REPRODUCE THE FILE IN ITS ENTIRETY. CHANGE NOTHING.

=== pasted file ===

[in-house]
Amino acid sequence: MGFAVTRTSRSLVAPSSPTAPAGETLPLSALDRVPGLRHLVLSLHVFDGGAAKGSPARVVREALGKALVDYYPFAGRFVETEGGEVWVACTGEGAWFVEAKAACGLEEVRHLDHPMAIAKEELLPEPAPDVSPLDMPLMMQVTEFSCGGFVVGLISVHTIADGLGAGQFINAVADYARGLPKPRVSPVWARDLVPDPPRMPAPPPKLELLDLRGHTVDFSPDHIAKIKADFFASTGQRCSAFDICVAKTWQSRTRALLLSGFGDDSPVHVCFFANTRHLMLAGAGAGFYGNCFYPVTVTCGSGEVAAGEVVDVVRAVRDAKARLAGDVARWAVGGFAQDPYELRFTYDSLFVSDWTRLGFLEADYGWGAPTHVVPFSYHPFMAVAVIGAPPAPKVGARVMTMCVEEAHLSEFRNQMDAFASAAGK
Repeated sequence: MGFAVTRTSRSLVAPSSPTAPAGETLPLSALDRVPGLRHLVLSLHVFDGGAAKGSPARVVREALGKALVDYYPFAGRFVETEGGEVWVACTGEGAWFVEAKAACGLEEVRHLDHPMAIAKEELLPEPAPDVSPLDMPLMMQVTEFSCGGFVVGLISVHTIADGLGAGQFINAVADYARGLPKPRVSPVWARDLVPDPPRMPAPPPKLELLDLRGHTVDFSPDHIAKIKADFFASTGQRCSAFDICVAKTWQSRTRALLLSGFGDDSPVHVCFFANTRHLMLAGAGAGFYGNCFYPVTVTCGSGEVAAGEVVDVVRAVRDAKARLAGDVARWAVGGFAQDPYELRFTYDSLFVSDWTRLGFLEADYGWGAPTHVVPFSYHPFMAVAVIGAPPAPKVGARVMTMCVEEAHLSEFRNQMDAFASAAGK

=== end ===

[in-house]
Amino acid sequence: MGFAVTRTSRSLVAPSSPTAPAGETLPLSALDRVPGLRHLVLSLHVFDGGAAKGSPARVVREALGKALVDYYPFAGRFVETEGGEVWVACTGEGAWFVEAKAACGLEEVRHLDHPMAIAKEELLPEPAPDVSPLDMPLMMQVTEFSCGGFVVGLISVHTIADGLGAGQFINAVADYARGLPKPRVSPVWARDLVPDPPRMPAPPPKLELLDLRGHTVDFSPDHIAKIKADFFASTGQRCSAFDICVAKTWQSRTRALLLSGFGDDSPVHVCFFANTRHLMLAGAGAGFYGNCFYPVTVTCGSGEVAAGEVVDVVRAVRDAKARLAGDVARWAVGGFAQDPYELRFTYDSLFVSDWTRLGFLEADYGWGAPTHVVPFSYHPFMAVAVIGAPPAPKVGARVMTMCVEEAHLSEFRNQMDAFASAAGK
Repeated sequence: MGFAVTRTSRSLVAPSSPTAPAGETLPLSALDRVPGLRHLVLSLHVFDGGAAKGSPARVVREALGKALVDYYPFAGRFVETEGGEVWVACTGEGAWFVEAKAACGLEEVRHLDHPMAIAKEELLPEPAPDVSPLDMPLMMQVTEFSCGGFVVGLISVHTIADGLGAGQFINAVADYARGLPKPRVSPVWARDLVPDPPRMPAPPPKLELLDLRGHTVDFSPDHIAKIKADFFASTGQRCSAFDICVAKTWQSRTRALLLSGFGDDSPVHVCFFANTRHLMLAGAGAGFYGNCFYPVTVTCGSGEVAAGEVVDVVRAVRDAKARLAGDVARWAVGGFAQDPYELRFTYDSLFVSDWTRLGFLEADYGWGAPTHVVPFSYHPFMAVAVIGAPPAPKVGARVMTMCVEEAHLSEFRNQMDAFASAAGK